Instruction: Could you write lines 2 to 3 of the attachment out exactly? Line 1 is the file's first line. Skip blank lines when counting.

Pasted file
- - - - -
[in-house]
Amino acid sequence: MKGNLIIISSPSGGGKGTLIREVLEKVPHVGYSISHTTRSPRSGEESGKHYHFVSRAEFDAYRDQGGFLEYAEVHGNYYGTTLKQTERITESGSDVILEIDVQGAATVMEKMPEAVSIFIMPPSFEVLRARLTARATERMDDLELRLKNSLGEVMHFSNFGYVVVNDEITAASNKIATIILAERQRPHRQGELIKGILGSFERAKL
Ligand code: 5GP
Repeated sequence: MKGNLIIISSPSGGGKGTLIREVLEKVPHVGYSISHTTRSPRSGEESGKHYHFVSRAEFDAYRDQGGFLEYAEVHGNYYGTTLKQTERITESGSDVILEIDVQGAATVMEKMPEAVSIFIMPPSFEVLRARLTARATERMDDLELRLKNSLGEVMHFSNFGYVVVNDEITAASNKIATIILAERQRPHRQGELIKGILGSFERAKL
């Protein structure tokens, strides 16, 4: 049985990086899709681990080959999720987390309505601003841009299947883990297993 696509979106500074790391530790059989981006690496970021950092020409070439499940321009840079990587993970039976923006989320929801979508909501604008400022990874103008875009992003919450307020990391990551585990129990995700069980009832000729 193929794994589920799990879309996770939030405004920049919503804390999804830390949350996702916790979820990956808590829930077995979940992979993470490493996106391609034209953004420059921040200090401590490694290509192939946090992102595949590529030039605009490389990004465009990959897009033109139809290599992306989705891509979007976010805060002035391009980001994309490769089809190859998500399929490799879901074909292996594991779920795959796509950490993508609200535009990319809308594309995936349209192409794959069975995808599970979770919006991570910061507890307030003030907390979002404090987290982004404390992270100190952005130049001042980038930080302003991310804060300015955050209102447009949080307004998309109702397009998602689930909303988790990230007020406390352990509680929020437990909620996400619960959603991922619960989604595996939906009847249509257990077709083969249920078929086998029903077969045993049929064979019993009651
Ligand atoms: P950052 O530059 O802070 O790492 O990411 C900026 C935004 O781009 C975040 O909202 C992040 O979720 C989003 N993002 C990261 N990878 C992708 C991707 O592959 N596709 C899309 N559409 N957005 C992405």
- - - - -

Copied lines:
Amino acid sequence: MKGNLIIISSPSGGGKGTLIREVLEKVPHVGYSISHTTRSPRSGEESGKHYHFVSRAEFDAYRDQGGFLEYAEVHGNYYGTTLKQTERITESGSDVILEIDVQGAATVMEKMPEAVSIFIMPPSFEVLRARLTARATERMDDLELRLKNSLGEVMHFSNFGYVVVNDEITAASNKIATIILAERQRPHRQGELIKGILGSFERAKL
Ligand code: 5GP